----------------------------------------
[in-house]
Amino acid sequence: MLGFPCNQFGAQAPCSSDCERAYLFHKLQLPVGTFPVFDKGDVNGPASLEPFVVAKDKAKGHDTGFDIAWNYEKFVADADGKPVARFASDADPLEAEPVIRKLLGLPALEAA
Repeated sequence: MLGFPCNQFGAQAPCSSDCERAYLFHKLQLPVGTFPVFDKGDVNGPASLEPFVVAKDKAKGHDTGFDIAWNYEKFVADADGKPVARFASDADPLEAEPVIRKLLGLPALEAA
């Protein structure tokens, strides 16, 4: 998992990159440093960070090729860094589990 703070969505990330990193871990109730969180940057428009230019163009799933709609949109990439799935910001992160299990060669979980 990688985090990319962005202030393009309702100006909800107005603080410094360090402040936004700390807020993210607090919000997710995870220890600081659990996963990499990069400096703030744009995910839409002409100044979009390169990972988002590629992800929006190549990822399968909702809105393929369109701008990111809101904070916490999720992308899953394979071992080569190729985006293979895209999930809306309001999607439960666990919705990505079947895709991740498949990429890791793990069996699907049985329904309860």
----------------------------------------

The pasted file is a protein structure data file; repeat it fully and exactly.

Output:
[in-house]
Amino acid sequence: MLGFPCNQFGAQAPCSSDCERAYLFHKLQLPVGTFPVFDKGDVNGPASLEPFVVAKDKAKGHDTGFDIAWNYEKFVADADGKPVARFASDADPLEAEPVIRKLLGLPALEAA
Repeated sequence: MLGFPCNQFGAQAPCSSDCERAYLFHKLQLPVGTFPVFDKGDVNGPASLEPFVVAKDKAKGHDTGFDIAWNYEKFVADADGKPVARFASDADPLEAEPVIRKLLGLPALEAA
């Protein structure tokens, strides 16, 4: 998992990159440093960070090729860094589990 703070969505990330990193871990109730969180940057428009230019163009799933709609949109990439799935910001992160299990060669979980 990688985090990319962005202030393009309702100006909800107005603080410094360090402040936004700390807020993210607090919000997710995870220890600081659990996963990499990069400096703030744009995910839409002409100044979009390169990972988002590629992800929006190549990822399968909702809105393929369109701008990111809101904070916490999720992308899953394979071992080569190729985006293979895209999930809306309001999607439960666990919705990505079947895709991740498949990429890791793990069996699907049985329904309860």